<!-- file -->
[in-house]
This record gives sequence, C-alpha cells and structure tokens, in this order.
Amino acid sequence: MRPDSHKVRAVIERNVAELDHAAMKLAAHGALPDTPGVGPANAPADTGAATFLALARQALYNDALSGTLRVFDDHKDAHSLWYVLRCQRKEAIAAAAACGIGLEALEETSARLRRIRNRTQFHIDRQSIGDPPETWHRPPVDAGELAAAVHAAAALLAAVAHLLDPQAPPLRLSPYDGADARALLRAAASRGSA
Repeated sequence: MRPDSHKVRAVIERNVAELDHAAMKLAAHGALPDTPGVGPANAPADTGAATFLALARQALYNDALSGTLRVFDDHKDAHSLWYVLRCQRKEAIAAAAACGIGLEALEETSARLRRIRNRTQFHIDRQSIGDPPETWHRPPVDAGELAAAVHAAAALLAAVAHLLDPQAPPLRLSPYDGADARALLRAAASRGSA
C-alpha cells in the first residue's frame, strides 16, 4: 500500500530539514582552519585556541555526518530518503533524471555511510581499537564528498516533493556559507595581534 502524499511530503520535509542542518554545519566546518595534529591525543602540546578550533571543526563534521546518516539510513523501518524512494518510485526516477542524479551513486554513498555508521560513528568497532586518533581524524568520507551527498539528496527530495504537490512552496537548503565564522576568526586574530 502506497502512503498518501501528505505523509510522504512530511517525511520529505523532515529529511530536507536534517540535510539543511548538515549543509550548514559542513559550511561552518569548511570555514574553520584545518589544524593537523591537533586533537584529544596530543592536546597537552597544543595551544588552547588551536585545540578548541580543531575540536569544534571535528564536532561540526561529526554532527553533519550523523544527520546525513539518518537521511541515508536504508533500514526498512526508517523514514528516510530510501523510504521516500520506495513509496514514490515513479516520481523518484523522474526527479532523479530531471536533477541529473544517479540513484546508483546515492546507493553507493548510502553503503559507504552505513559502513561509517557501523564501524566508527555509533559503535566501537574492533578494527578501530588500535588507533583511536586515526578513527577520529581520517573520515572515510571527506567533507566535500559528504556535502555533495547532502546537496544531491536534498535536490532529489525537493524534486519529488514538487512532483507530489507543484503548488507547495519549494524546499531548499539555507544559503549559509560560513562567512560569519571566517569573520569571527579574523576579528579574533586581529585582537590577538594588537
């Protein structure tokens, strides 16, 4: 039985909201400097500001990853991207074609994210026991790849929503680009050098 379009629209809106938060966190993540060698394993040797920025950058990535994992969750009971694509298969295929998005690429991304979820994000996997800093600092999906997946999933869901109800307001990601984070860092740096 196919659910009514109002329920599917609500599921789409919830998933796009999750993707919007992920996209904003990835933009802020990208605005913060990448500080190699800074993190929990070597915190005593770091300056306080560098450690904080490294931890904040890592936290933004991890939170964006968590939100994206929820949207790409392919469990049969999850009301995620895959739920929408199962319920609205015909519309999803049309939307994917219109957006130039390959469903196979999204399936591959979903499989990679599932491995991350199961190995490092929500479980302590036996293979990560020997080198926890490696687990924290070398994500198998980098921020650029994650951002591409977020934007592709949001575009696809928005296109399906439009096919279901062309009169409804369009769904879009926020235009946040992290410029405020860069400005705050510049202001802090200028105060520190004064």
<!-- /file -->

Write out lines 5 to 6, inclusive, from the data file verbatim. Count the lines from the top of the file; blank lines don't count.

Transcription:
C-alpha cells in the first residue's frame, strides 16, 4: 500500500530539514582552519585556541555526518530518503533524471555511510581499537564528498516533493556559507595581534 502524499511530503520535509542542518554545519566546518595534529591525543602540546578550533571543526563534521546518516539510513523501518524512494518510485526516477542524479551513486554513498555508521560513528568497532586518533581524524568520507551527498539528496527530495504537490512552496537548503565564522576568526586574530 502506497502512503498518501501528505505523509510522504512530511517525511520529505523532515529529511530536507536534517540535510539543511548538515549543509550548514559542513559550511561552518569548511570555514574553520584545518589544524593537523591537533586533537584529544596530543592536546597537552597544543595551544588552547588551536585545540578548541580543531575540536569544534571535528564536532561540526561529526554532527553533519550523523544527520546525513539518518537521511541515508536504508533500514526498512526508517523514514528516510530510501523510504521516500520506495513509496514514490515513479516520481523518484523522474526527479532523479530531471536533477541529473544517479540513484546508483546515492546507493553507493548510502553503503559507504552505513559502513561509517557501523564501524566508527555509533559503535566501537574492533578494527578501530588500535588507533583511536586515526578513527577520529581520517573520515572515510571527506567533507566535500559528504556535502555533495547532502546537496544531491536534498535536490532529489525537493524534486519529488514538487512532483507530489507543484503548488507547495519549494524546499531548499539555507544559503549559509560560513562567512560569519571566517569573520569571527579574523576579528579574533586581529585582537590577538594588537
């Protein structure tokens, strides 16, 4: 039985909201400097500001990853991207074609994210026991790849929503680009050098 379009629209809106938060966190993540060698394993040797920025950058990535994992969750009971694509298969295929998005690429991304979820994000996997800093600092999906997946999933869901109800307001990601984070860092740096 196919659910009514109002329920599917609500599921789409919830998933796009999750993707919007992920996209904003990835933009802020990208605005913060990448500080190699800074993190929990070597915190005593770091300056306080560098450690904080490294931890904040890592936290933004991890939170964006968590939100994206929820949207790409392919469990049969999850009301995620895959739920929408199962319920609205015909519309999803049309939307994917219109957006130039390959469903196979999204399936591959979903499989990679599932491995991350199961190995490092929500479980302590036996293979990560020997080198926890490696687990924290070398994500198998980098921020650029994650951002591409977020934007592709949001575009696809928005296109399906439009096919279901062309009169409804369009769904879009926020235009946040992290410029405020860069400005705050510049202001802090200028105060520190004064």